Directly after the Back to School rush, businesses start to shift their focus to the holiday season, and before Halloween is even over, the madcap spending season starts en force. We can complain about the holiday creep, but it exists because consumers are in the headspace to spend over these next few months, and preparation equals profitability. Thanksgiving is right around the corner, and with it arrives our extended dedication to shopping: Black Fiveday (the new Black Friday which includes Small Business Saturday and Cyber Monday). Whether you have a brick and mortar location or are an online retailer, here are Merchant Maverick’s top 10 tips to prepare for the holiday season.
Get Organized Before The Holiday Rush
Don’t wait until the last minute to make a detailed game plan for the holidays. I don’t know about you, but during stressful seasons of life, the longer my to-do list grows, so grows my anxiety. Whatever you are putting off or saving for later, take care that your to-do list does not become an albatross around your neck during the busiest shopping time of the year.
Getting organized could include updating your website, changing vendors, or stocking up on inventory. Do you have a plan for employee scheduling? Are the invoices are piling up?
Don’t wait to figure this stuff out. Get everything current and unload those worries from your brain because the time to make any needed organizational changes is now: delays could cost you in more ways than one.
If you run an eCommerce business, we have special tips just for you on how to get your online store ready for the holidays.
Analyze Your Current & Past Cash Flow
Small businesses need to crunch numbers and analyze cash flow in order to make smart financial holiday decisions.
First, look at last year’s sales and numbers: when were your busiest shopping days? How much did you earn during the holiday season? What kind of holiday expenses should you prepare for? Once you have an understanding of your cash flow history, you can plan and set important holiday sales goals.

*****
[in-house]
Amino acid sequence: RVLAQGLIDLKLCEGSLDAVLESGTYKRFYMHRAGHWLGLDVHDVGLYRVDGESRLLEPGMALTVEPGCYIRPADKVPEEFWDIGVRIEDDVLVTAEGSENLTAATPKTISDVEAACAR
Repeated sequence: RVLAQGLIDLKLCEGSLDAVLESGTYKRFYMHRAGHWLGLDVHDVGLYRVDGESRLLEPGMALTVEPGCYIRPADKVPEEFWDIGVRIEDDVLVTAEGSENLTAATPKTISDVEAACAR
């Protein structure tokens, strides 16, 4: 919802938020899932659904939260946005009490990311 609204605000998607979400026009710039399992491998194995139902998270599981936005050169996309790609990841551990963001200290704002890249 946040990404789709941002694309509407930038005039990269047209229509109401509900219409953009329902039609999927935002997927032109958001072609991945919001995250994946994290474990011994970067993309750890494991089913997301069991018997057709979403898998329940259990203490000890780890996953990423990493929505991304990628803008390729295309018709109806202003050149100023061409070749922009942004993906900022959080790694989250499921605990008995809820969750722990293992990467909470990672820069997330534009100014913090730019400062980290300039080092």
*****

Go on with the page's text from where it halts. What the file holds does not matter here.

Analyzing cash flow means asking yourself the following questions:
How much do I expect to earn?
What inventory needs stocking?
How much more can I add to my marketing campaigns?
Do I have enough to offer employee bonuses or gifts?
And finally, look at your January sales. There might be a slump coming, so prepare for it now by knowing how much you’ll need to earn to get through any potential slowdown. Read our post about The Top 10 Strategies To Improve Cash Flow for expert tips and advice.
If you’re not sure how to calculate your cash flow, check out How To Calculate and Analyze Business Cash Flow.
Stock Up On Inventory
The favorite items in your shop will fly off the shelves (that’s the hope, right?), so when those customers and clients arrive at the last minute looking for that favorite item, have it available.
If you are advertising a specific item, stock up. Suppliers and vendors are in the same boat as you as things get busy. Go and write down shipping deadlines for your vendors and suppliers, and prepare for being busier than you imagined. Do you need some financial help to get you up and running? Check out our article on how to finance your holiday expenses.
Optimize Your Online Store
eCommerce is a crucial component of holiday shopping in general, and every year the amount of money spent shopping online grows. For example, according to statistics from Shopify, online shopping accounted for nearly $124 billion holiday shopping dollars in 2018. (That’s up from only $80 billion in 2015.) An updated, clean, and friendly website with clear shipping information should be a priority.